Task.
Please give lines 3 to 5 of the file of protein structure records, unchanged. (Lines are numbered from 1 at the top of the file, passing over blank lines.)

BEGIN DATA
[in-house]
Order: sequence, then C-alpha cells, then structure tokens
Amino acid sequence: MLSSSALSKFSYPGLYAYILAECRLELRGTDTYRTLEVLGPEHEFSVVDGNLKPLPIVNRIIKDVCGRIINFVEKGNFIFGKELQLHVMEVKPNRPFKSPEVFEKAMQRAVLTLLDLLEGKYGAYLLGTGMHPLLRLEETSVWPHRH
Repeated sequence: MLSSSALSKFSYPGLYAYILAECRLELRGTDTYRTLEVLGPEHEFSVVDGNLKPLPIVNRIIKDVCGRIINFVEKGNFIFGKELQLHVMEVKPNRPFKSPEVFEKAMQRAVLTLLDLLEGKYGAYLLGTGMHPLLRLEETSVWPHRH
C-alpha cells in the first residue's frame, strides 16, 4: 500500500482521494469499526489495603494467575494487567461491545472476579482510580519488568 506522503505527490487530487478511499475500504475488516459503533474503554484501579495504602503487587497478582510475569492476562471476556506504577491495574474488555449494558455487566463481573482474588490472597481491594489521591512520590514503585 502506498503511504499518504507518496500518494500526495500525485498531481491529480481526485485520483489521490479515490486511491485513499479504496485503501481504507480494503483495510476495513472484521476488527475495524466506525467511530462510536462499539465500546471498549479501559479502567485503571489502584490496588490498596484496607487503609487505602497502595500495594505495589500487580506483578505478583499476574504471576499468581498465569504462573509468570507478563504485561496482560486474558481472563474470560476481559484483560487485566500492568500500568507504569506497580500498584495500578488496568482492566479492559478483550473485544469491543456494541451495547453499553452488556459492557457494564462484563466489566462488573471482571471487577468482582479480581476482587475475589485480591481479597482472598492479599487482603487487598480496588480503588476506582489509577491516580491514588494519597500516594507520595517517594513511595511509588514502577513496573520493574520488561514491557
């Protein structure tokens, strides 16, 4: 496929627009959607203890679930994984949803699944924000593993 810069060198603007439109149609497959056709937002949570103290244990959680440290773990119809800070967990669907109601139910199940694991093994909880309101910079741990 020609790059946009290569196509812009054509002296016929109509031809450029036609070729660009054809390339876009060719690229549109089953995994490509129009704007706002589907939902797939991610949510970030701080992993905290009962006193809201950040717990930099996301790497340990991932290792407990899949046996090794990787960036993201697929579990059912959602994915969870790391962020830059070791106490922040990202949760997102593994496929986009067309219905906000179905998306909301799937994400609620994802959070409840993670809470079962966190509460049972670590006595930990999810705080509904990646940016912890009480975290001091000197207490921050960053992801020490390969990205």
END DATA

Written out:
Amino acid sequence: MLSSSALSKFSYPGLYAYILAECRLELRGTDTYRTLEVLGPEHEFSVVDGNLKPLPIVNRIIKDVCGRIINFVEKGNFIFGKELQLHVMEVKPNRPFKSPEVFEKAMQRAVLTLLDLLEGKYGAYLLGTGMHPLLRLEETSVWPHRH
Repeated sequence: MLSSSALSKFSYPGLYAYILAECRLELRGTDTYRTLEVLGPEHEFSVVDGNLKPLPIVNRIIKDVCGRIINFVEKGNFIFGKELQLHVMEVKPNRPFKSPEVFEKAMQRAVLTLLDLLEGKYGAYLLGTGMHPLLRLEETSVWPHRH
C-alpha cells in the first residue's frame, strides 16, 4: 500500500482521494469499526489495603494467575494487567461491545472476579482510580519488568 506522503505527490487530487478511499475500504475488516459503533474503554484501579495504602503487587497478582510475569492476562471476556506504577491495574474488555449494558455487566463481573482474588490472597481491594489521591512520590514503585 502506498503511504499518504507518496500518494500526495500525485498531481491529480481526485485520483489521490479515490486511491485513499479504496485503501481504507480494503483495510476495513472484521476488527475495524466506525467511530462510536462499539465500546471498549479501559479502567485503571489502584490496588490498596484496607487503609487505602497502595500495594505495589500487580506483578505478583499476574504471576499468581498465569504462573509468570507478563504485561496482560486474558481472563474470560476481559484483560487485566500492568500500568507504569506497580500498584495500578488496568482492566479492559478483550473485544469491543456494541451495547453499553452488556459492557457494564462484563466489566462488573471482571471487577468482582479480581476482587475475589485480591481479597482472598492479599487482603487487598480496588480503588476506582489509577491516580491514588494519597500516594507520595517517594513511595511509588514502577513496573520493574520488561514491557